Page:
Lode is a student recruitment database with a difference. Instead of a standard job search, it helps students build rich profiles by providing features such as detailed resumes, video upload and the opportunity to market themselves to employers of choice. The employers are then able to filter and find the most appropriate students for the role. Everybody wins!
In 2010, The Royals ran four successful Facebook campaign for LODE, which encouraged students to respond to a strategic question posed by a corporate partner with the best response winning a four-week paid internship at that company. We called it The Lode School of Maverick Thinking.
Building on this success, and with some key learnings from the first set of campaigns, we developed The Lode School of Leftfield Thinking where the key difference was the ability for students to respond to the questions posed via:
- Image / photograph
- Both text and image
This method opened up the responses greatly and provided students a number of ways to reply and be engaged.
In February of this year, PwC were the first company to take advantage of the updated app and the results were astounding.
- Number of Lode members targeted: 180,000
- Entries received: 748
- Facebook likes/fans: 6,600
.. the title of this post came from a comment on Metafilter discussing Digg. But it applies to a much wider range of things currently happening online in newspaper content, paywalls, microtransactions, apps etc. I haven’t seen a more succinct way of describing the trade-off for not paying for content online. The two basic models are either you buy the content, or someone buys (or leases) you, your attention and your data.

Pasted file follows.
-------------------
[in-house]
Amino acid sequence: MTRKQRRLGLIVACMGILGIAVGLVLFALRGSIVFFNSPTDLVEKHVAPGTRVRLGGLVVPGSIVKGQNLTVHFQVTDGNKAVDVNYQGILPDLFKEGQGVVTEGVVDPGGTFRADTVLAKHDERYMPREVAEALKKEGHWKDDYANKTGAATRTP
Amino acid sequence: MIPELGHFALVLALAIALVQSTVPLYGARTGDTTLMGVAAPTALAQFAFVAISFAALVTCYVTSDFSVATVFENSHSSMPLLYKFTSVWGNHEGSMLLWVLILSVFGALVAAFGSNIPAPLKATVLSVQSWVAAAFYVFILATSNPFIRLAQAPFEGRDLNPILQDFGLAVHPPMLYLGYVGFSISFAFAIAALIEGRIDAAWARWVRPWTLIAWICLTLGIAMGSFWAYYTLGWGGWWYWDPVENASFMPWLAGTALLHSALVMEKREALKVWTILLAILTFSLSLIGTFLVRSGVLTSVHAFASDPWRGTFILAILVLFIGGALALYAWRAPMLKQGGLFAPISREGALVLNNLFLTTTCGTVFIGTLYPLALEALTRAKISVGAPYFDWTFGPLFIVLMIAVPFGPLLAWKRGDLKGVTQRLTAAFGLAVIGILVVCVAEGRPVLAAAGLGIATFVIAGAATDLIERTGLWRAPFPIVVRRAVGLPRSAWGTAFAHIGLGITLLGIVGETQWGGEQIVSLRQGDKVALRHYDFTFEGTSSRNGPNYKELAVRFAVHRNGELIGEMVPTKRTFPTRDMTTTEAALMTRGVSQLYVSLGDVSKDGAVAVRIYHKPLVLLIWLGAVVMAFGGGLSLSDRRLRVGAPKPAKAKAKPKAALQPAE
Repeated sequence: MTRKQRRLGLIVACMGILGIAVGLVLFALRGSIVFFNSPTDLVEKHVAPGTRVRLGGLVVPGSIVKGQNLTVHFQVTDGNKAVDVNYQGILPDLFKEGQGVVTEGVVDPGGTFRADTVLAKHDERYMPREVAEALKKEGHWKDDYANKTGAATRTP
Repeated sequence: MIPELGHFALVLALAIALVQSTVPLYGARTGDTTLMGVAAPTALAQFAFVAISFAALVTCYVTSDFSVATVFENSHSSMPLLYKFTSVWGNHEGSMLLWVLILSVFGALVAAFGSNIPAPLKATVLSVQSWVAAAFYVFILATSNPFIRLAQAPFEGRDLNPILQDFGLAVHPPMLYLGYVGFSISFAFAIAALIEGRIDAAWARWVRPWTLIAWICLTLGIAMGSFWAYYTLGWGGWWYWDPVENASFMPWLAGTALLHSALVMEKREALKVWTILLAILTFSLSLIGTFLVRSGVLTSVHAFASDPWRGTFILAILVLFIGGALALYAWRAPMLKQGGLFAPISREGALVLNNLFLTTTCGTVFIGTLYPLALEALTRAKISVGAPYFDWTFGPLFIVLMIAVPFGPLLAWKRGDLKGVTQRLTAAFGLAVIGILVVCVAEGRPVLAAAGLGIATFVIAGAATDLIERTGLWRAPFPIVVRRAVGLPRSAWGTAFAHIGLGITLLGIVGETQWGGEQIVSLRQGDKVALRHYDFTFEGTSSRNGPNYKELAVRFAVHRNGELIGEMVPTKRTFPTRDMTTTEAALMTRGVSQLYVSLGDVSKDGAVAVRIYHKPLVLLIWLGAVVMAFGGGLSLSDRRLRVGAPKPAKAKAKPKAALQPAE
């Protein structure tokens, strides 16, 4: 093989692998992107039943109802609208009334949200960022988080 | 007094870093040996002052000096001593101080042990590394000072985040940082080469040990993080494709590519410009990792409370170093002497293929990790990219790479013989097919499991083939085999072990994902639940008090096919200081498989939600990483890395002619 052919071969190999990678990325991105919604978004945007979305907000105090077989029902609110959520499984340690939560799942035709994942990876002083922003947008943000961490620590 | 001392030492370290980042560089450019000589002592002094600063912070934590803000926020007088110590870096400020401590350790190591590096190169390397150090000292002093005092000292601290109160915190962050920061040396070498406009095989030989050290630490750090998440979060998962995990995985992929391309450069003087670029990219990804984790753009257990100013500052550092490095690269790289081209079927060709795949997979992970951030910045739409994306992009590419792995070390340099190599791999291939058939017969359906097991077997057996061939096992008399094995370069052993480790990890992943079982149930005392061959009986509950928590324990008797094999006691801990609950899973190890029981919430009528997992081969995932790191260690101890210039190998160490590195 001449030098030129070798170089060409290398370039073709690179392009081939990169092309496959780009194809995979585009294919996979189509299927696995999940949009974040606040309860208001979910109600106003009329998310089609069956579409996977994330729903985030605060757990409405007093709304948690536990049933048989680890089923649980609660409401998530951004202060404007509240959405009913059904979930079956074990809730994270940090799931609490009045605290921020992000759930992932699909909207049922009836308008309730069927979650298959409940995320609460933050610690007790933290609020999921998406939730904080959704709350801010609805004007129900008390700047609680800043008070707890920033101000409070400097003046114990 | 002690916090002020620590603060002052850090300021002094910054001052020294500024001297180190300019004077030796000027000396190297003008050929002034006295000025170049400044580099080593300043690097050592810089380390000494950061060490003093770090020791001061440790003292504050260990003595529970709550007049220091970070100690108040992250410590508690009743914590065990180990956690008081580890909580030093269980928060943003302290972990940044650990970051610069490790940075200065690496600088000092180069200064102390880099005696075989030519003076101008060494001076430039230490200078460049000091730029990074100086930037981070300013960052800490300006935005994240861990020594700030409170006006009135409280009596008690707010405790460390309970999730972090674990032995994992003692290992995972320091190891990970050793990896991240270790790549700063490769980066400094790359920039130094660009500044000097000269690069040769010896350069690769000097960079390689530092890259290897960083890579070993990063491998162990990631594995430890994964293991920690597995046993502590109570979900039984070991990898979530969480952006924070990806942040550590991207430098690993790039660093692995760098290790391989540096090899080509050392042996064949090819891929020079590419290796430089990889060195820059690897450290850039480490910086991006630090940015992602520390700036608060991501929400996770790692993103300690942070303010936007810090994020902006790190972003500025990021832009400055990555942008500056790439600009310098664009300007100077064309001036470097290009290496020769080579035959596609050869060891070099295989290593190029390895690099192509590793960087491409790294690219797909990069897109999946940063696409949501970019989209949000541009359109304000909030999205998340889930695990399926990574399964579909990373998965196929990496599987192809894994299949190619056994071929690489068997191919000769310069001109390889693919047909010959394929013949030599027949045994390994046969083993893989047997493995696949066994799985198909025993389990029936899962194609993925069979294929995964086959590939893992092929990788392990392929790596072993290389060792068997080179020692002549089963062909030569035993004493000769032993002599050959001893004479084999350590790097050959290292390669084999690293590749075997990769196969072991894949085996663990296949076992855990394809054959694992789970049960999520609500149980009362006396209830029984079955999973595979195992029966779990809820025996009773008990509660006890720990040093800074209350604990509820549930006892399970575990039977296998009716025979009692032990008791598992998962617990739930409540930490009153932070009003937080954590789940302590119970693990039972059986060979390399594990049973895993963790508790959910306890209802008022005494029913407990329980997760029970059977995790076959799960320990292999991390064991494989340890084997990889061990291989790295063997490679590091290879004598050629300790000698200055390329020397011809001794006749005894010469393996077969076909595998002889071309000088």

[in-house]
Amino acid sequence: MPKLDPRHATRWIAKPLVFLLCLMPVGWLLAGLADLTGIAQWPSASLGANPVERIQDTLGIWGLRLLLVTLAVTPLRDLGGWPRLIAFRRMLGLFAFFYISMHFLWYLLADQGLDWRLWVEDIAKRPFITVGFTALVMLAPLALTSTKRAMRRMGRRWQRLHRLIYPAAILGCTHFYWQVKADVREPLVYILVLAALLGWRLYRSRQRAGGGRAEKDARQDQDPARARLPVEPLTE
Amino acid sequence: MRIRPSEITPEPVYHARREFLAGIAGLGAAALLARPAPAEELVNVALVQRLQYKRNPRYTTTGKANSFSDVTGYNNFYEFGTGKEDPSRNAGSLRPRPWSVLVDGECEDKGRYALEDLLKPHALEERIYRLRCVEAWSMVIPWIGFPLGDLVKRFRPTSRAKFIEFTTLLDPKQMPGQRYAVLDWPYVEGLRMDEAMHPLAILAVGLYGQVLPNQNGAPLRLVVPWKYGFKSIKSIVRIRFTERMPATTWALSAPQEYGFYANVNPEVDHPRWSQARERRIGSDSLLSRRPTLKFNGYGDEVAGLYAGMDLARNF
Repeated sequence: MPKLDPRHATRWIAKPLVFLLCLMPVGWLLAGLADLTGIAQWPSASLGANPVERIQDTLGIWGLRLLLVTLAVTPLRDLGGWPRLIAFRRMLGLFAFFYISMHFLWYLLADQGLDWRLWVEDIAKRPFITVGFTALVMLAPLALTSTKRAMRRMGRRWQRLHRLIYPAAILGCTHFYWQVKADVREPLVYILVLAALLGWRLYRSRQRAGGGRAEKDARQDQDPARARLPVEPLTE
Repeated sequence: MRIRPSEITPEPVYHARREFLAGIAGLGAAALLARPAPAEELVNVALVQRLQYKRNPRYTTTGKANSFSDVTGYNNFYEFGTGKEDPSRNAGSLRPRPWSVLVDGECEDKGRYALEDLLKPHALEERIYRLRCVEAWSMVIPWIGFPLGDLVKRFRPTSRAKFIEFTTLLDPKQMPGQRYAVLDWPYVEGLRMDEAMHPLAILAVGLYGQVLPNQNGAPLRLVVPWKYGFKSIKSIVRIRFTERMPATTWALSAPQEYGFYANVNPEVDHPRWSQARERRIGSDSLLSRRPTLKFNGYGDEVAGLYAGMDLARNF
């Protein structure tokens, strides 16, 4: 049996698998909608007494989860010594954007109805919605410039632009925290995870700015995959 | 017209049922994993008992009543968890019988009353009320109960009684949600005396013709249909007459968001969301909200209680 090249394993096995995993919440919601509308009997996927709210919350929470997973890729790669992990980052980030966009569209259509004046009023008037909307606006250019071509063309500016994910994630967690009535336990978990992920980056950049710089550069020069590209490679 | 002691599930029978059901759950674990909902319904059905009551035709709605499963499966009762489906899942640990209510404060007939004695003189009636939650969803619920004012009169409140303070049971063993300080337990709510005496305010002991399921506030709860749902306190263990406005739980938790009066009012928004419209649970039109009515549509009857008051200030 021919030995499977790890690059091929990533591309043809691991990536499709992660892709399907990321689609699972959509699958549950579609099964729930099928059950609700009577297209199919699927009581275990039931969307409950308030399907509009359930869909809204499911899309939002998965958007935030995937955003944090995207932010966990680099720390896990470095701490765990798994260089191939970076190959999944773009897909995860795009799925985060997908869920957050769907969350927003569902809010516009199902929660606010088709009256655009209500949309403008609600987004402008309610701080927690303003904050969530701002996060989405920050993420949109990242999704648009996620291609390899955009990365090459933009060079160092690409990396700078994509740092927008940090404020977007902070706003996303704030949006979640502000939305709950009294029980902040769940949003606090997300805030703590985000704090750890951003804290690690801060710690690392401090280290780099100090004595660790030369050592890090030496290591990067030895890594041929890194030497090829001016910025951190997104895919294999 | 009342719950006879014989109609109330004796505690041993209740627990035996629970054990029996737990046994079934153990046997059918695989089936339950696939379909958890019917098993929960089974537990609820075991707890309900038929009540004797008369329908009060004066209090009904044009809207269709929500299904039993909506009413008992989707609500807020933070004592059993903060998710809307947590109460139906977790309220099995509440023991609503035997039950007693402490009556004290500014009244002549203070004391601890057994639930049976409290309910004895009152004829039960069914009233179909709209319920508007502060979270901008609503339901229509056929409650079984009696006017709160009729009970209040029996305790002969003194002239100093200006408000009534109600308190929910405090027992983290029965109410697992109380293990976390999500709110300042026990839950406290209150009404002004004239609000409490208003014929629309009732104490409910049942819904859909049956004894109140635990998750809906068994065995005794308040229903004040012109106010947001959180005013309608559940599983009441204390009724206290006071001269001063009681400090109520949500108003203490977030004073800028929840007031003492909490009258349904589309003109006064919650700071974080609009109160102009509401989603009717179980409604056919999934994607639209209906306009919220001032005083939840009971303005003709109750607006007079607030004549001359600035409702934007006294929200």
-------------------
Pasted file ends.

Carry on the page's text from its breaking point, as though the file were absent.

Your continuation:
PS. Of course, sometimes you pay for it and are still the product as well..
Teach For Australia identified the need for a new website that would provide meaningful connections to all key markets, providing them with reasons to engage as well as effectively communicate the urgency of their mission.
The site needed to provide the user with a sense of action, movement and dynamism, reflecting the organisation’s activity in the community, schools and the political arena, all aimed at reducing educational inequity in Australia.
We started the process with a series of stakeholder workshops where we identified key business and marketing objectives. From here we developed a collection of user profiles, identifying their needs, actions and ultimately user journeys. This led us to a thorough and extensive list of site functions, which we prioritised and developed further, into a detailed functional specification document.
From a design perspective, we created moodboards which reflected the organisation’s key attributes of; movement, action, urgency and leadership.
The resultant design provided not only clear user paths but also a multifaceted and textured layer to the core functionality that sat beneath it.
The http://teachforaustralia.org/ website launched in April of this year to great acclaim due to its engaging design, user friendly navigation and fresh content approach, which is reflected in the site data indicating an increase in new visits, page views and general site enquiries.